I know it’s a little fickle for some people to think of how your organization needs to change at this time of year, or that resolutions seem like a flimsy transition into the new year.
I sort of agree, only changing and evaluating your organization at the end of the year is wasted opportunity and leaves minimal room for flexibility. I do think, however, that using this time to look back on what was accomplished (and what wasn’t) and how you want to grow and expand can be valuable.
Think of this time to create goals, not resolutions. To me resolutions seemed fixed and tend to focus on the negatives. Shaping goals into positives creates a better atmosphere for your non-profit. Stating that your organization needs to meet the fundraising quota next year with the implication being that you failed this year can create desperation and sloppy work. Instead, set a goal for a certain fundraising quota, including new ways to achieve it. While resolutions for an organization can see colossal or vague, goals are tangible and specific.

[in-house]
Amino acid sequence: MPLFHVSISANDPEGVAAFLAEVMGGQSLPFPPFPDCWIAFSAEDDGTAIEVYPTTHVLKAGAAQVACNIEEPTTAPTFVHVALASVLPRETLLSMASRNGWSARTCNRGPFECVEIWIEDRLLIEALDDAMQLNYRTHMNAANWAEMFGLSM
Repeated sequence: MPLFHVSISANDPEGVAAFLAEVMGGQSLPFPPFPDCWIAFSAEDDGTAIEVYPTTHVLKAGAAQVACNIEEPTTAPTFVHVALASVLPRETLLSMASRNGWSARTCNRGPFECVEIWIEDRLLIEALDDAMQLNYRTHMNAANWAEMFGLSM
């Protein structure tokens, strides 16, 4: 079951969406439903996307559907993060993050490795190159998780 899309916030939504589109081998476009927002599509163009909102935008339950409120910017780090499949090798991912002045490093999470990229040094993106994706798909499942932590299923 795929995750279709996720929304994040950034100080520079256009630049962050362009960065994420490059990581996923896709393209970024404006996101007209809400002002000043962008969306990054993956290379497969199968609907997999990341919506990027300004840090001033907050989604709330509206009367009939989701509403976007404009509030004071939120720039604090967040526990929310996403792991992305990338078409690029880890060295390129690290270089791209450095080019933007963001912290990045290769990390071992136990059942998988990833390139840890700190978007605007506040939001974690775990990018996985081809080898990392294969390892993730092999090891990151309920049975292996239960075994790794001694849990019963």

It’s important to remember the mistakes of the past but not to dwell on them. This year impacts how you move forward, but it shouldn’t constrain where you move from here. The most effective goals are the ones that are flexible and acknowledge what you’ve learned while focusing on the future.
Moving your organization forward with goals makes it adaptable to the unforeseen future and creates an infinite amount of opportunities to define success for your nonprofit.